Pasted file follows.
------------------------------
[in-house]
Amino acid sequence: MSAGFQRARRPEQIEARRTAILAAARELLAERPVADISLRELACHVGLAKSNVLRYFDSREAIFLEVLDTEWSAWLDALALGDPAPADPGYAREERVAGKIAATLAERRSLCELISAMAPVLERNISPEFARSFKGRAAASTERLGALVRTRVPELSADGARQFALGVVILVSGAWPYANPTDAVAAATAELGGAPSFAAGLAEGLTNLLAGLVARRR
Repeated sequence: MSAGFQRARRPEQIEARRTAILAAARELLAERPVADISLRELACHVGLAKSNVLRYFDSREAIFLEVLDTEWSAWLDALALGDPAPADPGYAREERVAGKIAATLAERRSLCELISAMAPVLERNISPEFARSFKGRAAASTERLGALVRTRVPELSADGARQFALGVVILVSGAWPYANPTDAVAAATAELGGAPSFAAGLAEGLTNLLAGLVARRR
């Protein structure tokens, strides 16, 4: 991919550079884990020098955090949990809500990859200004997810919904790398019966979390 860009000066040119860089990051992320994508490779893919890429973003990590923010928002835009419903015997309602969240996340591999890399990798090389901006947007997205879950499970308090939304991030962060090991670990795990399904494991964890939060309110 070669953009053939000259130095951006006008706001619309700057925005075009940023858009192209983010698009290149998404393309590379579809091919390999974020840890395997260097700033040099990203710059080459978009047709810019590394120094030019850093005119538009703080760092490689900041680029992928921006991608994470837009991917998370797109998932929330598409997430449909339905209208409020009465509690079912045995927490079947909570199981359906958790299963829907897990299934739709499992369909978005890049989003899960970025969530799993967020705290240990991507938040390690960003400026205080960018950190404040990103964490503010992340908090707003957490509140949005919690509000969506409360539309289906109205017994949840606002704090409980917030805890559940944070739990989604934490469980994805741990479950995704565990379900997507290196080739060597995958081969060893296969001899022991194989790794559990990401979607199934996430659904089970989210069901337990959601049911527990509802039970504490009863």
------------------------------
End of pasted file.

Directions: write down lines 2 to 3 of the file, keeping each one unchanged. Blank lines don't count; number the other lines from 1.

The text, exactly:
Amino acid sequence: MSAGFQRARRPEQIEARRTAILAAARELLAERPVADISLRELACHVGLAKSNVLRYFDSREAIFLEVLDTEWSAWLDALALGDPAPADPGYAREERVAGKIAATLAERRSLCELISAMAPVLERNISPEFARSFKGRAAASTERLGALVRTRVPELSADGARQFALGVVILVSGAWPYANPTDAVAAATAELGGAPSFAAGLAEGLTNLLAGLVARRR
Repeated sequence: MSAGFQRARRPEQIEARRTAILAAARELLAERPVADISLRELACHVGLAKSNVLRYFDSREAIFLEVLDTEWSAWLDALALGDPAPADPGYAREERVAGKIAATLAERRSLCELISAMAPVLERNISPEFARSFKGRAAASTERLGALVRTRVPELSADGARQFALGVVILVSGAWPYANPTDAVAAATAELGGAPSFAAGLAEGLTNLLAGLVARRR